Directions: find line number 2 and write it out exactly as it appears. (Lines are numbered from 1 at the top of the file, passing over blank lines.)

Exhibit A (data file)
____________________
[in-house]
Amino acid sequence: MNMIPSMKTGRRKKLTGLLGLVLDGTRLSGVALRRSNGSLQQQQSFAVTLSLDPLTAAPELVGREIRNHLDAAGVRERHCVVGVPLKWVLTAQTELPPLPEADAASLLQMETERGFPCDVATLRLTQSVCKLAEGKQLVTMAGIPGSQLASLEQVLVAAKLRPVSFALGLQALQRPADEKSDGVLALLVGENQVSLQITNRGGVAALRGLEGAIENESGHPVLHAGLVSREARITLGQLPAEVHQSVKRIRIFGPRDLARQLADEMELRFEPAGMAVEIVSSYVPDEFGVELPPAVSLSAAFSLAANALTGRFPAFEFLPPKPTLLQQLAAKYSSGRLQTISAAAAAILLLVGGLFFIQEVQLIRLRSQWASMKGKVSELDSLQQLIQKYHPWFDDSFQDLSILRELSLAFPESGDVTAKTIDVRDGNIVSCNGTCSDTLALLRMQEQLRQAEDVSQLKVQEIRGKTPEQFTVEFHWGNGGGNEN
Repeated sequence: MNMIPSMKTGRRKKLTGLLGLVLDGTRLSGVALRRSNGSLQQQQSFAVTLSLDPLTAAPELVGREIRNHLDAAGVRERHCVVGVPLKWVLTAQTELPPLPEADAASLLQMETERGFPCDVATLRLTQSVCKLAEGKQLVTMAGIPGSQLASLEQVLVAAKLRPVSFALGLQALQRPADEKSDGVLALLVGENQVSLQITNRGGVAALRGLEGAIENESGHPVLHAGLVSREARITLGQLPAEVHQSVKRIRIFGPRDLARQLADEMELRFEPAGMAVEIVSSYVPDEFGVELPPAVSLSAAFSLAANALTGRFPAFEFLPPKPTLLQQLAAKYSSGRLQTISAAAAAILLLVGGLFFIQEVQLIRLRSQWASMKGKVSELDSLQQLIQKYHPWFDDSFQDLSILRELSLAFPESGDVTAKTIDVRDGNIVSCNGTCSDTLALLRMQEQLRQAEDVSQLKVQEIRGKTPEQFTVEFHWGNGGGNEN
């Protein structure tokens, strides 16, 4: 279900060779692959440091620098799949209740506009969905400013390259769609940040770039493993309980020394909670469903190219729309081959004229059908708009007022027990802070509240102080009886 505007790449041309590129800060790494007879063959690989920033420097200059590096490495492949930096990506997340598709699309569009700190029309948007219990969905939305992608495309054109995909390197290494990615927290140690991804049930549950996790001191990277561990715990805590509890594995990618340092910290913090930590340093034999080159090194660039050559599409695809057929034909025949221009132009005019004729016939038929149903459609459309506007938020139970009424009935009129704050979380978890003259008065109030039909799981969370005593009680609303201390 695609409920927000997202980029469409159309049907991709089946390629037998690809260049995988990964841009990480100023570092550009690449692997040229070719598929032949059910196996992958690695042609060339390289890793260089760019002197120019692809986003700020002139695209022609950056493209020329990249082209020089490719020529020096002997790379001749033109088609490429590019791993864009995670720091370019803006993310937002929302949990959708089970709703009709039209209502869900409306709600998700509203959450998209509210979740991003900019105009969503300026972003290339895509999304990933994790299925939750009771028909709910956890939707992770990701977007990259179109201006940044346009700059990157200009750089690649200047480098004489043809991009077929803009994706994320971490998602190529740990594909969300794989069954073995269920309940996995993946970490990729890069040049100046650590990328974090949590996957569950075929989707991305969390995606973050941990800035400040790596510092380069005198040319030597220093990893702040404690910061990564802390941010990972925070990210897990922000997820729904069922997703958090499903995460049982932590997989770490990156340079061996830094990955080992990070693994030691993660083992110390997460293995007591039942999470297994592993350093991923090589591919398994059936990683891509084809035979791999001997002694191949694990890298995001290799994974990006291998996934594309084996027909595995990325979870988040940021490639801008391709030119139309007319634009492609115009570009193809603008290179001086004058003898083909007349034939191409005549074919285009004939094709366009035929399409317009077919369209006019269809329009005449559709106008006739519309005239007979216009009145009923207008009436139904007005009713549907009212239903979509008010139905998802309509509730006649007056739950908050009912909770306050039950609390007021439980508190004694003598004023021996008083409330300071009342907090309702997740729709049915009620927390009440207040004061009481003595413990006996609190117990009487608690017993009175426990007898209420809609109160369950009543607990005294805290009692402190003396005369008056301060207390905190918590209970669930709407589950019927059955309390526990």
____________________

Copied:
Amino acid sequence: MNMIPSMKTGRRKKLTGLLGLVLDGTRLSGVALRRSNGSLQQQQSFAVTLSLDPLTAAPELVGREIRNHLDAAGVRERHCVVGVPLKWVLTAQTELPPLPEADAASLLQMETERGFPCDVATLRLTQSVCKLAEGKQLVTMAGIPGSQLASLEQVLVAAKLRPVSFALGLQALQRPADEKSDGVLALLVGENQVSLQITNRGGVAALRGLEGAIENESGHPVLHAGLVSREARITLGQLPAEVHQSVKRIRIFGPRDLARQLADEMELRFEPAGMAVEIVSSYVPDEFGVELPPAVSLSAAFSLAANALTGRFPAFEFLPPKPTLLQQLAAKYSSGRLQTISAAAAAILLLVGGLFFIQEVQLIRLRSQWASMKGKVSELDSLQQLIQKYHPWFDDSFQDLSILRELSLAFPESGDVTAKTIDVRDGNIVSCNGTCSDTLALLRMQEQLRQAEDVSQLKVQEIRGKTPEQFTVEFHWGNGGGNEN